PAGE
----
By Nina Rubin
The holiday season is officially beginning now.
This is the time of year we are supposed to feel a million favorable things like closeness to our families, love for our significant others, happiness for cooking, cheerfulness for the snow (if you live in a cold climate), glee to attend holiday parties and thankfulness for the season.
For many people, it’s a time that also brings up loads of stress, sadness, anger, resentment or loneliness. In my Coaching practice and for the seven years I worked as a psychotherapist, I’ve seen a surge of new clients from early November to mid January. Working in both community mental health centers and in private practice, I’ve met people of all walks of life who don’t have the things and relationships that many of us take for granted.
I know people who would love to go home but there’s no home to visit. There are soldiers in the United States and abroad who can’t get time off. There are homeless people who are cold and hungry. Families who are estranged often feel shame or elevated loneliness. Stress, depression, and anxiety escalate now, and many of us are indifferent or filled with dread about this time of year.
People who are experiencing loss probably miss their loved ones even more now. Those who are experiencing relationship strife might dread the questions from nosy extended family members about their ex-significant others.
Some people are uncomfortable with the idea of Thanksgiving, as a rule, while others see it as a day to stock up on calories before hitting the retail shops for Black Friday. In fact, for much of America, Thanksgiving is purely a retail holiday and not a day to reflect.
I know people who wish they could hibernate through the holidays, visit exotic locations, or even time travel and move past the six weeks from Thanksgiving to the New Year. They experience outright dismay from forced holiday cheer. Contrarily, maybe this year you’re looking forward to the holidays in a way that hasn’t occurred before.
I want to remind you it’s okay to be where you are this year.
It’s fine if you hate Thanksgiving food and have to pretend to eat your plate of food. There’s no judgment if you want to hide or travel and not do something standard for Christmas. Don’t worry if you don’t have a Christmas tree. I don’t care if you don’t light Hanukkah candles. No questions asked if you don’t go to mass. Maybe you’re a non-religious person and the meaning behind these holidays makes zero sense to you.
If you don’t have money to spend on fancy meals or large gifts (or any gifts), don’t worry. For me, your presence is plenty. Throw in a hug or smile and we are golden.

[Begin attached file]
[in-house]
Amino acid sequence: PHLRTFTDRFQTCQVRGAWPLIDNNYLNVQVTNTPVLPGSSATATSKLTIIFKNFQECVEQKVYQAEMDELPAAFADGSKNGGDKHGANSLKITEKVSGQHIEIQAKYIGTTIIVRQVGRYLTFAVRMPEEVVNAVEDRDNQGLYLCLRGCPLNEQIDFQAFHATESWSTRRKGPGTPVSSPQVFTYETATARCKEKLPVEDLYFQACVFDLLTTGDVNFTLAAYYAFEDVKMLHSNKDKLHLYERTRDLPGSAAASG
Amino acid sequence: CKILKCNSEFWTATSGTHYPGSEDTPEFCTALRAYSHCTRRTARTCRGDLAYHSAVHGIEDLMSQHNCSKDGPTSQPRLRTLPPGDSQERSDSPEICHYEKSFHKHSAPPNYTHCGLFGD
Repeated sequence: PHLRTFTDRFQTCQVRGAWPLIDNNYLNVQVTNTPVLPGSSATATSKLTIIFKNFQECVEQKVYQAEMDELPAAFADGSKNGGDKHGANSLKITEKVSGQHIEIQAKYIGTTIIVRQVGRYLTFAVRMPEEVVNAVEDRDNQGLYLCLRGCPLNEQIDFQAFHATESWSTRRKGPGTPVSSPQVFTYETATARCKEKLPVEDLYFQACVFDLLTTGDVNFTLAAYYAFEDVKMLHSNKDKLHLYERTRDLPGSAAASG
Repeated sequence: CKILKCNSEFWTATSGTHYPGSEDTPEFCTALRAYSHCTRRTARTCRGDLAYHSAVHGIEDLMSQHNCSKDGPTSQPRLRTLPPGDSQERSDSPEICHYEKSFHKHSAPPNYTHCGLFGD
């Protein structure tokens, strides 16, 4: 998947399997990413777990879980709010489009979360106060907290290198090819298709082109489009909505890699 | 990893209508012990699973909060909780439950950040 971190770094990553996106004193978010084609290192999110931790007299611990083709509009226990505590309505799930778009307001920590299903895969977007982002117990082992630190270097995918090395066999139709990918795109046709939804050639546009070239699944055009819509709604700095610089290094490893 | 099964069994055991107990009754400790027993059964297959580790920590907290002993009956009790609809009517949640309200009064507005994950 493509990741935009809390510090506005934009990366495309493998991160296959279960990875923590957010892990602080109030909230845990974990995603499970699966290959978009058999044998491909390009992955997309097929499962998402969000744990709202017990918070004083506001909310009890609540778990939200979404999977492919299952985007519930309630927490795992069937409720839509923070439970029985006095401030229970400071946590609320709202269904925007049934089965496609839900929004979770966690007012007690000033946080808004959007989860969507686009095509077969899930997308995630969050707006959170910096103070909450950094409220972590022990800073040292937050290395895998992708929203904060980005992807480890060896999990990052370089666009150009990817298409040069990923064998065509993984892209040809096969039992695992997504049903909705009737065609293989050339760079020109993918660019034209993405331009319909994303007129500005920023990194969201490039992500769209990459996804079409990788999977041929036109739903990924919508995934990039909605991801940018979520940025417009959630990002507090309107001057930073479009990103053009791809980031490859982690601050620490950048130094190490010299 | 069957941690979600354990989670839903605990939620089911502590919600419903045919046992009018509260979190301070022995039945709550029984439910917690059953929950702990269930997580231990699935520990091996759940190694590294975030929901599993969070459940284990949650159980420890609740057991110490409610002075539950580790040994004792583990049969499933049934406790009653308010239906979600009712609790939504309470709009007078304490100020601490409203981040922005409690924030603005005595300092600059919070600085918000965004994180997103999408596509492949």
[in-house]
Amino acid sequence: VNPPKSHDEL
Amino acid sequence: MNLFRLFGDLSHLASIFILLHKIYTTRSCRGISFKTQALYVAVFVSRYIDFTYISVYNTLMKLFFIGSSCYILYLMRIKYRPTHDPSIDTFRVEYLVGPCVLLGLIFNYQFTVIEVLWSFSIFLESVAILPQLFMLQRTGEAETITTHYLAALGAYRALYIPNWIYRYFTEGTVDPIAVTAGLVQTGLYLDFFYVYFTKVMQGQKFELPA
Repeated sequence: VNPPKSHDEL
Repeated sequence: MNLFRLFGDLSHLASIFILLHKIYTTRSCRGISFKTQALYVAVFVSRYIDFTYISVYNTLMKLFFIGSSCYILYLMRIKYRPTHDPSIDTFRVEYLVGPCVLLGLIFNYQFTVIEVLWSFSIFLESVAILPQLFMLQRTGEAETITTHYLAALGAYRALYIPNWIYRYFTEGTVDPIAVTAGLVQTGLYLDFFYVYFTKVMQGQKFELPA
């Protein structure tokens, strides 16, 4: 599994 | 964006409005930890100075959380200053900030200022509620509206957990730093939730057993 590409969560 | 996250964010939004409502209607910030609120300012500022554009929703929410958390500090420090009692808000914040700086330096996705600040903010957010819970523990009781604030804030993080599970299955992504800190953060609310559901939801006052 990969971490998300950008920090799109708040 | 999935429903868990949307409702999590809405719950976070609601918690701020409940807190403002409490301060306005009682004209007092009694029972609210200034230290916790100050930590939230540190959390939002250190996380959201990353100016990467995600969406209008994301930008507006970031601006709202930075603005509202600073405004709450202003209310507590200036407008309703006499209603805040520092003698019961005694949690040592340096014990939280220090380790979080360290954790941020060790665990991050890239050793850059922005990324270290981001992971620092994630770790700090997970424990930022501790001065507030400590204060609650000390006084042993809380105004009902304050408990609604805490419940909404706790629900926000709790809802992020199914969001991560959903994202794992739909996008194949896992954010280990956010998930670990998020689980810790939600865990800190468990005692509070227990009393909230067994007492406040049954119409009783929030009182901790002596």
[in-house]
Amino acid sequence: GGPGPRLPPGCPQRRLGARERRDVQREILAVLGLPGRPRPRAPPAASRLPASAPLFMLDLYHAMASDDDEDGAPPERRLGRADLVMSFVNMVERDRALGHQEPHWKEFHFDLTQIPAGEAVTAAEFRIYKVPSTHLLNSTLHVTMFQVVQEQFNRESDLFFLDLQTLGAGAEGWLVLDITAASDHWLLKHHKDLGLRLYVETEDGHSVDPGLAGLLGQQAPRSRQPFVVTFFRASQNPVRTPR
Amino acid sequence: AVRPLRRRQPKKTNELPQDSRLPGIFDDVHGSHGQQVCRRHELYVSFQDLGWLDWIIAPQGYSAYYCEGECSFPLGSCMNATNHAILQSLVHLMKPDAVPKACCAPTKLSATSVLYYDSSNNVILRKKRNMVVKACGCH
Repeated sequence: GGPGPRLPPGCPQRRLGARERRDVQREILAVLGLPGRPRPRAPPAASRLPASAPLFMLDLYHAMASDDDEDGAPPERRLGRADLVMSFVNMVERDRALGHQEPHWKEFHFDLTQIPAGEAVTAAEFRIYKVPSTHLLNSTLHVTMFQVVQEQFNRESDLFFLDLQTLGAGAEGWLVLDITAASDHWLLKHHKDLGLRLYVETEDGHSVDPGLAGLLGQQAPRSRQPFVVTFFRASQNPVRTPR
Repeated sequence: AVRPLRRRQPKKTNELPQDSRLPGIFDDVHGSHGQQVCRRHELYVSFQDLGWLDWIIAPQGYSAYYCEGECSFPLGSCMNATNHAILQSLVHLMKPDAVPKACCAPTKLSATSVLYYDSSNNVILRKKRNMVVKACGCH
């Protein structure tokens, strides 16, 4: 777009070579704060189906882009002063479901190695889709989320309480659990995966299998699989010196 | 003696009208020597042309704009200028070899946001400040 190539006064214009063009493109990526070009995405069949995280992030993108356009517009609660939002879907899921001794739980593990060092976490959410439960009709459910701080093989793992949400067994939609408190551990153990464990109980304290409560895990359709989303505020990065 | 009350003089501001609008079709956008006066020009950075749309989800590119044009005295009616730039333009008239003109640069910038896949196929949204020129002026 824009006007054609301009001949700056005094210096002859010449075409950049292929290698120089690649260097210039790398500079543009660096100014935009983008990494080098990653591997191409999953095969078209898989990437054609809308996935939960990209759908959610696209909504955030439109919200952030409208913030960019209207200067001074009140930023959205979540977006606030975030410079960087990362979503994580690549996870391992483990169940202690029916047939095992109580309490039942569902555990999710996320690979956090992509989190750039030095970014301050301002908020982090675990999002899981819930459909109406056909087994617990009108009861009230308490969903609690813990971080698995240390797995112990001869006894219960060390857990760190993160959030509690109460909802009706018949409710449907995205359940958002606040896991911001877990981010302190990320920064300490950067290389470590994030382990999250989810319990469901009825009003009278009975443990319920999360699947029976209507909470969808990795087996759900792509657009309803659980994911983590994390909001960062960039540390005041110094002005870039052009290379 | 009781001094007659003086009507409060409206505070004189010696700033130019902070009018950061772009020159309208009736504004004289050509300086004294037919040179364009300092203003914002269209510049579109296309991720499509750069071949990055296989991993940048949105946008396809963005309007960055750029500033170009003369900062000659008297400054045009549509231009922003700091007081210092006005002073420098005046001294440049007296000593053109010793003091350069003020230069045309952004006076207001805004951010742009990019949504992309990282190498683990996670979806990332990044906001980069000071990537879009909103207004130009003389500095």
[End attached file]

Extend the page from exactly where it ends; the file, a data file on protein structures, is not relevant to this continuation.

I hope you know that you’d be missed if you were not here. Please, despite the stress, know this is a hard time of year for most people. You’re not alone if you feel isolated or resentful about your obligations. My suggestion is to breathe through it and take each moment by moment, rather than thinking of the holidays as a block of six weeks.
I encourage you to do kind things for yourself, especially if you have to grit your teeth through the obligatory events. Spend extra time with a pet or take a walk outside to clear your head after the frenetic energy of shopping or eating turkey. Reach out to a close friend and catch up, no matter the amount of time that’s passed.
Lastly, if it’s at all possible, try to be grateful for something.
Though seeming counter-intuitive, a fake it till you make it attitude of gratitude can really go a long way in getting through the holiday season. Gratitude makes a lot of the icky stuff less stressful, dismal or uncomfortable. Arthur C. Brooks, contributing writer for The New York Times, asks “Should you celebrate this holiday even if you don’t feel grateful?”
I stumbled over this last question. At the time, I believed one should feel grateful in order to give thanks. To do anything else seemed somehow dishonest or fake—a kind of bourgeois, saccharine insincerity that one should reject. It’s best to be emotionally authentic, right?
Building the best life does not require relating to feelings in the name of authenticity, but rather rebelling against negative impulses and acting right even when we don’t feel like it. In a nutshell, acting grateful can actually make you grateful.
Editor: Dana Gornall
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